Theater Review: INTIMACY

March 6, 2014

intimacy logo
I’ve mostly cycled out of writing theater reviews, in an effort to concentrate my writing energy in the direction of my therapy practice. But I couldn’t resist writing about Thomas Bradshaw’s latest play,  Intimacy, because of the issues it raises, particularly about how pornography has become an integral part of our lives in a way that hardly anyone talks about. Directed by Scott Elliott for the New Group, the show is finishing up its run — the last performance is Saturday night. It’s really worth seeing and discussing.

Here’s my first paragraph: Thomas Bradshaw is a 33-year-old black American playwright who might as well have his middle name legally changed to Provocative, because no one seems to be able to talk or write about his work without conjuring that adjective. The most recent of his 11 plays, “Intimacy,” has been playing Off Broadway for the last two months; the production at the New Group concludes its run March 8. I’m fascinated by this play not just as a theater scholar but also as a sex therapist. Bradshaw’s plays almost always address hot-button issues of race, class, and sexuality very directly and explicitly. His previous play, “Burning,” performed at the New Group two years ago, took off from the Marquis de Sade’s “Philosophy in the Bedroom” and included several extremely graphic scenes of simulated sex by naked actors only a few feet away from the audience. “Intimacy” goes even further by taking as its main subject the prevalence of pornography in American culture, specifically as it plays out among three suburban families.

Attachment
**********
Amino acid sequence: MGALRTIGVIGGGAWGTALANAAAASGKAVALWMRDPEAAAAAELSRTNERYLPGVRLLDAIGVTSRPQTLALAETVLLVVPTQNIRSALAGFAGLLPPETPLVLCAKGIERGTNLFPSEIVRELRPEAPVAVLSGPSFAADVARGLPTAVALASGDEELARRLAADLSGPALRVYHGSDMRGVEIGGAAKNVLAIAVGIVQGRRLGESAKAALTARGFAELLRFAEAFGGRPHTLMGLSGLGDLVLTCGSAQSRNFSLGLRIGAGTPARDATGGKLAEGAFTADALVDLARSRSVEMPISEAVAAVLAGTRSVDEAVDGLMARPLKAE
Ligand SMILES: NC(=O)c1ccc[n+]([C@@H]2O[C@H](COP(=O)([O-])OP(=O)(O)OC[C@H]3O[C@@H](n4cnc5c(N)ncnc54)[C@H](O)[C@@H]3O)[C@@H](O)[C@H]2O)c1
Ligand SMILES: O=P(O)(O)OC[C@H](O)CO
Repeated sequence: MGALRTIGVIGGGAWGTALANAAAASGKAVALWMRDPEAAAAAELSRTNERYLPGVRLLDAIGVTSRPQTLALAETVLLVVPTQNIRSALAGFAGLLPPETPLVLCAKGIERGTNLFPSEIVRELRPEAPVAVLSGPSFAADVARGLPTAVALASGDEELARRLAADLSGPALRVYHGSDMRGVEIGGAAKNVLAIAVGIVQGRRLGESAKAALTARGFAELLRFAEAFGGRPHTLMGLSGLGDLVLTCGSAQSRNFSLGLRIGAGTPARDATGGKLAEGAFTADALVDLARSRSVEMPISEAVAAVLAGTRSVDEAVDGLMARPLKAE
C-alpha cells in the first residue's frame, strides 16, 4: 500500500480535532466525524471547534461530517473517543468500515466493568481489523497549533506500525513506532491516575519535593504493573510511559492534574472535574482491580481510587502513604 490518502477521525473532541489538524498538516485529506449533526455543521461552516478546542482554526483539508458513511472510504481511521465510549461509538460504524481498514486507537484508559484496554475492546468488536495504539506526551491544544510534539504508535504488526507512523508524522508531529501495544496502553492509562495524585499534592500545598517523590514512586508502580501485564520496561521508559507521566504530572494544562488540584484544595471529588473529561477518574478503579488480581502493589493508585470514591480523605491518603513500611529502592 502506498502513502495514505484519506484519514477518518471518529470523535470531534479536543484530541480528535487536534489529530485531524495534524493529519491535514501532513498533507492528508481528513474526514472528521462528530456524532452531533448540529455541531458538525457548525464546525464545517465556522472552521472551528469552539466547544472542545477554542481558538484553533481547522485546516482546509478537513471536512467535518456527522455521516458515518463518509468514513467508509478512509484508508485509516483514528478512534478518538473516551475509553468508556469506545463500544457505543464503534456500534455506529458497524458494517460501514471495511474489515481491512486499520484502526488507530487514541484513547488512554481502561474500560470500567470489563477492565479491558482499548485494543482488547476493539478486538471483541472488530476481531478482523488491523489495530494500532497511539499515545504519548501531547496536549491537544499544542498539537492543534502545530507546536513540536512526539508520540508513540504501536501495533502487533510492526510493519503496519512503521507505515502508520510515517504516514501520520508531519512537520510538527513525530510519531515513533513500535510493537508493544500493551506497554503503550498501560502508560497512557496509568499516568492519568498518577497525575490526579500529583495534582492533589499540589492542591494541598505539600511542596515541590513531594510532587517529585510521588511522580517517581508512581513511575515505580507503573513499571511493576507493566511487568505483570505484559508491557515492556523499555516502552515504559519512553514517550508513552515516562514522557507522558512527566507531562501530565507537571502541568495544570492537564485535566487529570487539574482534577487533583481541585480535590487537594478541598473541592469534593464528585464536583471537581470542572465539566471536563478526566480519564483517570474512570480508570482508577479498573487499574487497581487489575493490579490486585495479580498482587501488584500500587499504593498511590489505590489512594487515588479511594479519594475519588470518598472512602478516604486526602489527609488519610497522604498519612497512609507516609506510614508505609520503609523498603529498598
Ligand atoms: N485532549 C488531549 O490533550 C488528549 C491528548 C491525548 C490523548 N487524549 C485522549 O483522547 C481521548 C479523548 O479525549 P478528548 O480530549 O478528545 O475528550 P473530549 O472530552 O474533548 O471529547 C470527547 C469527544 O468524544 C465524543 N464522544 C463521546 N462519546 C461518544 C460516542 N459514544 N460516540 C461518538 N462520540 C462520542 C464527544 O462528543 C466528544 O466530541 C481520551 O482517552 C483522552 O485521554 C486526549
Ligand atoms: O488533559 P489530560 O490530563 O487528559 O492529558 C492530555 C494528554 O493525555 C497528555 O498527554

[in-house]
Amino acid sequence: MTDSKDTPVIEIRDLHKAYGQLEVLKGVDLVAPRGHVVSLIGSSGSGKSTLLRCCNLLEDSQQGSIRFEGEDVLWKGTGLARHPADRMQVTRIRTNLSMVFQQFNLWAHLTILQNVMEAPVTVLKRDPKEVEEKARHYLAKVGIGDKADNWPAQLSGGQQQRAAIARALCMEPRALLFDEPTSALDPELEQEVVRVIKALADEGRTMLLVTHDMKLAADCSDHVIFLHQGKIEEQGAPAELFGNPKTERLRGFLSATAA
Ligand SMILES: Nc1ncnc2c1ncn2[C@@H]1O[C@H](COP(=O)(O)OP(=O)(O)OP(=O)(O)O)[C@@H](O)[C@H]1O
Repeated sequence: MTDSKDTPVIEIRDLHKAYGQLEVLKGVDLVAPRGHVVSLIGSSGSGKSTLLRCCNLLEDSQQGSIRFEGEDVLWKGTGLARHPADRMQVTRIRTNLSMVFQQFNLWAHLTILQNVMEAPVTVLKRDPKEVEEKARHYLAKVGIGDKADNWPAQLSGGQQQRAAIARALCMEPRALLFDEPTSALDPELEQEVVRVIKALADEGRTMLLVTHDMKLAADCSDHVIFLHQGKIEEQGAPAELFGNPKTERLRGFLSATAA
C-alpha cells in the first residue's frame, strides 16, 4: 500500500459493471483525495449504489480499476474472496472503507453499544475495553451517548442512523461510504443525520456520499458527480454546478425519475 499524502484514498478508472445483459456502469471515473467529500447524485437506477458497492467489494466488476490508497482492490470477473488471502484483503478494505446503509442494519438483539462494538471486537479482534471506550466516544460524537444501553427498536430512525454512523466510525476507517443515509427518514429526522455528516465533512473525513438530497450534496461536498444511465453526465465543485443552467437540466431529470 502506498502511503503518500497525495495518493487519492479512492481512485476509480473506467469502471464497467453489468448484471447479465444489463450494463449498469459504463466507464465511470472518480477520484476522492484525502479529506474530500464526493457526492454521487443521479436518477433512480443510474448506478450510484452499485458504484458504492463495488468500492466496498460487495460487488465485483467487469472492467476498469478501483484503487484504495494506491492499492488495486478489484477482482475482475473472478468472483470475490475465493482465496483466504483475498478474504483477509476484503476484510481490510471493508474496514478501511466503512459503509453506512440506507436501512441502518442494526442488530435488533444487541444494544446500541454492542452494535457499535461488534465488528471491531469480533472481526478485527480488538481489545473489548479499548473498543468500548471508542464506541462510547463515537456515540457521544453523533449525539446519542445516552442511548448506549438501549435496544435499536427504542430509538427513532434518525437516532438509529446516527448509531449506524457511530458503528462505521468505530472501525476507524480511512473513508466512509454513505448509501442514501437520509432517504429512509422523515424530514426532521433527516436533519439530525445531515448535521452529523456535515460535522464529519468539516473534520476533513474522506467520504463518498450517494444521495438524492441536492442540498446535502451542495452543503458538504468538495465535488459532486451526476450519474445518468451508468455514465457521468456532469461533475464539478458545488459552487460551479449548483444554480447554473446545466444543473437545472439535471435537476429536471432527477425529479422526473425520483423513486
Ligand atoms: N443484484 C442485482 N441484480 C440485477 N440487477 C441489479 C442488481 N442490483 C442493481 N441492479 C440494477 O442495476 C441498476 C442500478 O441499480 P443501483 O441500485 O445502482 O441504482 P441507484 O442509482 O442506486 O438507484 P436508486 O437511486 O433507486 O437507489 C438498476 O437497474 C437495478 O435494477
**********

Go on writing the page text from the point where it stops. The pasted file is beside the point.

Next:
You can read the entire review for CultureVulture online here. Check it out and let me know what you think.

One Response to “Theater Review: INTIMACY”

  1. Steve V. Says:

    Sorry to learn you’ve “cycled out of writing theater reviews,” Don. Your writing on plays was something I followed and enjoyed reading. I was certainly hoping to eventually get your take on McNally’s Mothers and Sons, a very problematic play, in my opinion. At least the term “cycling” implies an eventual return. I’ll take some comfort in that.


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